NCDOT’s Chief Engineer Retires

Transportation Secretary Eric Boyette (left) recognizes the service Ronnie Keeter (right) has provided to NCDOT during his retirement reception at the Transportation Building in Raleigh on May 13.

Ronnie Keeter served NCDOT for almost 30 years

RALEIGH – The state Transportation Department’s top engineer has retired after a career with the agency spanning almost three decades.

Ronnie Keeter’s last day as the department’s chief engineer was Tuesday. He primarily oversaw the engineering and program activities of the agency’s 14 highway divisions. He also directed the agency’s Mobility & Safety Division, the Central Units and the Technical Services Division.

Keeter became the chief engineer in 2020, after he was promoted in 2019 to be the Eastern Deputy Chief Engineer, who oversees the department’s seven eastern highway divisions.

“It has been quite an honor to serve as the chief engineer and managing all of our highway divisions, which strive to build and maintain roads and bridges in a safe and efficient manner,” Keeter said. “I’m glad I can leave behind a talented and dedicated workforce that will continue to serve the public.”

Transportation Secretary Eric Boyette recently appointed Chris Peoples to succeed Keeter. Peoples had been the department’s deputy chief engineer for several years before taking the reins as chief engineer.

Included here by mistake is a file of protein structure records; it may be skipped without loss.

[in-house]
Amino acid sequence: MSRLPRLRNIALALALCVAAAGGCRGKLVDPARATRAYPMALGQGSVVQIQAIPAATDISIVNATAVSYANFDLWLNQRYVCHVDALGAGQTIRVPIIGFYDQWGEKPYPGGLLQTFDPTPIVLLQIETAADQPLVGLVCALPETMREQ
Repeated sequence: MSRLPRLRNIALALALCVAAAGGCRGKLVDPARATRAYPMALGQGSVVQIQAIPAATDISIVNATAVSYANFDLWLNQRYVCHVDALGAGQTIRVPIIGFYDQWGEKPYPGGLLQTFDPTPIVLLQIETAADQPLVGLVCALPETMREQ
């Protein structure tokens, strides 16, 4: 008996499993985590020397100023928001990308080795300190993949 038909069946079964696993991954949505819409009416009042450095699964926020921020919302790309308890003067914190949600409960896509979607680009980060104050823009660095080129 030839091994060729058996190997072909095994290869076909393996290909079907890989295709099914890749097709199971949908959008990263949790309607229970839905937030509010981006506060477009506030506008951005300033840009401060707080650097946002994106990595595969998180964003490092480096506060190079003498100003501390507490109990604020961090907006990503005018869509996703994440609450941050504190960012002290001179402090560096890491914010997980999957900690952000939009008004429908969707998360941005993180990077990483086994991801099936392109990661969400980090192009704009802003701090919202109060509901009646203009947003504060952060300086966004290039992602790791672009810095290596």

“Ronnie has been one of our stalwart engineers at the department, and he has always been willing and able to step into bigger roles that have moved our agency forward amid some challenging times,” Boyette said. “We are fortunate to have a strong team in our leadership to carry out our mission.”

Halifax County native

Keeter, who lives in Littleton in Halifax County with his wife and two children, started working for the department in January 1993, soon after he graduated in 1992 from UNC-Charlotte with a civil engineering degree.

He rose quickly through the ranks. He has been an assistant district engineer, a district engineer, a county maintenance engineer, a division maintenance engineer and, eventually in 2018, the head engineer for Highway Division 4.

Division 4 division has more than 400 employees and maintains more than 13,000 miles of roadway in Edgecombe, Halifax, Johnston, Nash, Wayne and Wilson counties.

The main functions of a highway division include developing transportation projects, building them and maintaining them after they are completed. The divisions also oversee traffic-related services, reopen and repair roads damaged by storms and maintain the roadsides by mowing and litter collection.